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HMS Invincible to be auctioned, eBay style, by the British Ministry of Defence

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The British aircraft carrier HMS Invincible is being auctioned on an eBay-style site
Gulf News

London: The British aircraft carrier HMS Invincible is being auctioned on an eBay-style site as part of a multi-million-pound sale of military hardware.

Potential buyers will need at least £5 million (Dh28.3 million) to become the proud owners of the 30-year-old warship of the Royal Navy.

But if they have got the cash, online shoppers can snap it up from the British Ministry of Defence website as easily as they buy their groceries, books and CDs.

All they need do is click on ‘Add to cart' at the website The closing date for offers is January 5.

Invincible - from which Prince Andrew flew helicopters during the 1982 Falklands War - is the centrepiece of a ‘sale of the century' on the MoD's Disposal Services Authority website, which includes unwanted ships, aircraft and tanks. The sale is designed to reduce a £36 billion "black hole" in the MoD's finances.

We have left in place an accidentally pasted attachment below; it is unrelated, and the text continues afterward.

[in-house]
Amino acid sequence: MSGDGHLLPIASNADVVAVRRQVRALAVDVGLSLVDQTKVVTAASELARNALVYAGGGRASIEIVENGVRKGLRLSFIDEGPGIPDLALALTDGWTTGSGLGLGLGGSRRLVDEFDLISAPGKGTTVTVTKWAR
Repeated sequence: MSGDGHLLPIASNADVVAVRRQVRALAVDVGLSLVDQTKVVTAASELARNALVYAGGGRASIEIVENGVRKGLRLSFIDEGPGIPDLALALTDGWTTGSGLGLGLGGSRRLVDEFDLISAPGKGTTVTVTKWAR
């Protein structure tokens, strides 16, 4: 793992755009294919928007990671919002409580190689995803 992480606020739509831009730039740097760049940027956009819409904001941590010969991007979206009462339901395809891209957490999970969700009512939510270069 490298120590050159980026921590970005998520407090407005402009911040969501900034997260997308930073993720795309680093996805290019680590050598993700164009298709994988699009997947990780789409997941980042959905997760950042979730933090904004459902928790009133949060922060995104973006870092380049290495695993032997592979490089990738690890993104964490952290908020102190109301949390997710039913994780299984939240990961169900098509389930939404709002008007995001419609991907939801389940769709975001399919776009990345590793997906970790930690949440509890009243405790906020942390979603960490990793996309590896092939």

"Vince", as the 17,000-ton carrier is affectionately known, has had its engines and propellers removed.

Pumps and other equipment are inoperable. But experts say it is worth about £5 million for scrap.

The advertisement says: "HMS Invincible is for sale by tender. Laid down in 1973 at Vickers Shipbuilding, Barrow-in-Furness, she was completed in 1980. She is stable for tow, subject to buyer confirmation."

One early bidder, Lea McMeekin, managing director of shipbreakers Port Millom in Cumbria, said he planned to break up the ship and sell it for scrap - or use it as a helicopter platform for the £15 billion new windfarm being built in the Irish Sea.

The MoD is expected to offer more ships for sale on the internet, including four Type 22 frigates and at least two minesweepers.

Meanwhile, the British army is to sell hundreds of tanks and armoured vehicles and several Lynx Mk 7 helicopters. And the RAF is set to sell several military bases and a range of aircraft, including its Sentinel radar aircraft which cost £900 million three years ago.

— Daily Mail